6.8/10
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Around the World in 80 Days (1956)

A Victorian Englishman bets that with the new steamships and railways he can circumnavigate the globe in eighty days.

Directors:

, (uncredited)

Writers:

(screenplay), (screenplay) | 2 more credits »
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Won 5 Oscars. Another 8 wins & 5 nominations. See more awards »

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Cast

Cast overview, first billed only:
... Phileas Fogg
... Passepartout
... Princess Aouda
... Inspector Fix
... Monsieur Gasse - Thomas Cook Paris Clerk
... Fort Kearney Station Master
... Girl in Paris Railroad Station
... Col. Stamp Proctor - San Francisco Politico
... Steamship Company Hong Kong Clerk
... Great Indian Peninsular Railway Official
... Mr. Talley - Steward R.M.S 'Mongolia'
... Roland Hesketh-Baggott - London Employment Agency Manager (as Noel Coward)
... Andrew Stuart
... Bombay Police Inspector
... First Mate of the 'S. S. Henrietta'
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Storyline

When this movie is made in 1956, one can circumnavigate the globe in a little less than two days. When Jules Verne wrote the story "Around the World in Eighty Days" in 1872, he predicted that one day man could accomplish the task in eighty hours, but which most considered folly to do in eighty days in current times... that is except for people like Englishman Phileas Fogg, a regimented man who believed all it would take is exacting work, the skills he possesses. He just has to make sure a train's schedule meets the required sailing schedule which meets the required coach schedule and so on. As such, he takes up what ends up being the highly publicized £20,000 wager from his fellow members at the London Reform Club to do so, losing the bet which would ruin him financially. Along for the ride is Fogg's new, loyal and devoted valet, the recently arrived Latin immigrant, Passepartout, who possesses unusual skills which could be major assets, but whose all consuming thoughts on the ... Written by Huggo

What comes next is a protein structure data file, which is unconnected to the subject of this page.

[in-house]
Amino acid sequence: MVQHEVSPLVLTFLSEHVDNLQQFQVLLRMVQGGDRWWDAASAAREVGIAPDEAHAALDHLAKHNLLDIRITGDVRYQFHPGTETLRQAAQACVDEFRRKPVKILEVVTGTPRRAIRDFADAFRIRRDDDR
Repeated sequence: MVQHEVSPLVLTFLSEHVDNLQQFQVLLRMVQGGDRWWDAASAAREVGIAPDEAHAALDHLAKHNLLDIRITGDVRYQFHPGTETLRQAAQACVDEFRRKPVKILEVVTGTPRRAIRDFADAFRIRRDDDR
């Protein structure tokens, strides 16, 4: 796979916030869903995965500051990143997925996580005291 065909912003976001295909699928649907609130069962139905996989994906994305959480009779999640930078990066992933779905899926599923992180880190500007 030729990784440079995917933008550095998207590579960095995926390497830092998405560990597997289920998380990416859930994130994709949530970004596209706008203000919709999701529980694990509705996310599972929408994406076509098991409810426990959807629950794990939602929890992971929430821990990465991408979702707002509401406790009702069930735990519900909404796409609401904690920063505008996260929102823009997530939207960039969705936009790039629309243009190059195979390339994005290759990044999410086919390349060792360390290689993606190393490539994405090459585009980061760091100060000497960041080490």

Plot Summary | Add Synopsis

Taglines:

Hop on a sailing railroad across The West! Be attacked by fierce prairie Indians! Rescue a Princess in India! Sail a burning Atlantic paddle-wheeler! Fight bulls in Spain! Romp through Paris! See more »


Certificate:

G | See all certifications »

Parents Guide:

 »
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Details

Country:

Language:

| |

Release Date:

17 October 1956 (USA)  »

Also Known As:

Michael Todd's Around the World in 80 Days  »

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Box Office

Budget:

$6,000,000 (estimated)

Gross USA:

$42,000,000
See more on IMDbPro »

Company Credits

Production Co:

 »
Show more on  »

Technical Specs

Runtime:

(35 mm) | (with entr'acte and exit music) | (video) | (TCM print)

Sound Mix:

(Mag-optical) (35 mm prints) (1956)| (optical) (35 mm prints) (re-release prints)| (70 mm prints) (Westrex Recording System)| (Perspecta Sound encoding) (35 mm magnetic prints) (1956)